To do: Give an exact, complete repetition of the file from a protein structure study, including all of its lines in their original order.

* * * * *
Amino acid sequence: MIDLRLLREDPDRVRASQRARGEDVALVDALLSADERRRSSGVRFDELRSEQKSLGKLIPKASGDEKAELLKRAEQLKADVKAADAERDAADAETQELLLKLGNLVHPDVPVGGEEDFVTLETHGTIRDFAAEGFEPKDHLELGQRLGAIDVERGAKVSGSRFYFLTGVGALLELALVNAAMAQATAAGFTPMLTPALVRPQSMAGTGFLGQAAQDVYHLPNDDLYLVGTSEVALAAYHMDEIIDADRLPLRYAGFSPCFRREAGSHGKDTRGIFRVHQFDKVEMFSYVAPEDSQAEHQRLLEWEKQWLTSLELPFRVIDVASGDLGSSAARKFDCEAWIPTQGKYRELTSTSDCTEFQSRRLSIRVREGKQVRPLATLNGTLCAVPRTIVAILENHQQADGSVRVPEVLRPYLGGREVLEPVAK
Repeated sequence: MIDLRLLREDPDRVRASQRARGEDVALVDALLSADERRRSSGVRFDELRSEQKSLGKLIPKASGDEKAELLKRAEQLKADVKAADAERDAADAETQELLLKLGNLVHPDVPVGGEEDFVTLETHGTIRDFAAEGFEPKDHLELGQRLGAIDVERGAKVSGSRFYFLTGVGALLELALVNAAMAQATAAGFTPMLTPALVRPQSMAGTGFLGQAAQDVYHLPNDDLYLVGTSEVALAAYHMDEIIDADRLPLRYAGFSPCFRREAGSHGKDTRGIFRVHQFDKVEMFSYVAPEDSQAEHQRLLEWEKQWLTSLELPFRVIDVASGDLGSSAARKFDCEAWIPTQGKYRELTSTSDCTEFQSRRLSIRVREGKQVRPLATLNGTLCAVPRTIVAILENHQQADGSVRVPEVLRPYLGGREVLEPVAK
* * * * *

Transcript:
Amino acid sequence: MIDLRLLREDPDRVRASQRARGEDVALVDALLSADERRRSSGVRFDELRSEQKSLGKLIPKASGDEKAELLKRAEQLKADVKAADAERDAADAETQELLLKLGNLVHPDVPVGGEEDFVTLETHGTIRDFAAEGFEPKDHLELGQRLGAIDVERGAKVSGSRFYFLTGVGALLELALVNAAMAQATAAGFTPMLTPALVRPQSMAGTGFLGQAAQDVYHLPNDDLYLVGTSEVALAAYHMDEIIDADRLPLRYAGFSPCFRREAGSHGKDTRGIFRVHQFDKVEMFSYVAPEDSQAEHQRLLEWEKQWLTSLELPFRVIDVASGDLGSSAARKFDCEAWIPTQGKYRELTSTSDCTEFQSRRLSIRVREGKQVRPLATLNGTLCAVPRTIVAILENHQQADGSVRVPEVLRPYLGGREVLEPVAK
Repeated sequence: MIDLRLLREDPDRVRASQRARGEDVALVDALLSADERRRSSGVRFDELRSEQKSLGKLIPKASGDEKAELLKRAEQLKADVKAADAERDAADAETQELLLKLGNLVHPDVPVGGEEDFVTLETHGTIRDFAAEGFEPKDHLELGQRLGAIDVERGAKVSGSRFYFLTGVGALLELALVNAAMAQATAAGFTPMLTPALVRPQSMAGTGFLGQAAQDVYHLPNDDLYLVGTSEVALAAYHMDEIIDADRLPLRYAGFSPCFRREAGSHGKDTRGIFRVHQFDKVEMFSYVAPEDSQAEHQRLLEWEKQWLTSLELPFRVIDVASGDLGSSAARKFDCEAWIPTQGKYRELTSTSDCTEFQSRRLSIRVREGKQVRPLATLNGTLCAVPRTIVAILENHQQADGSVRVPEVLRPYLGGREVLEPVAK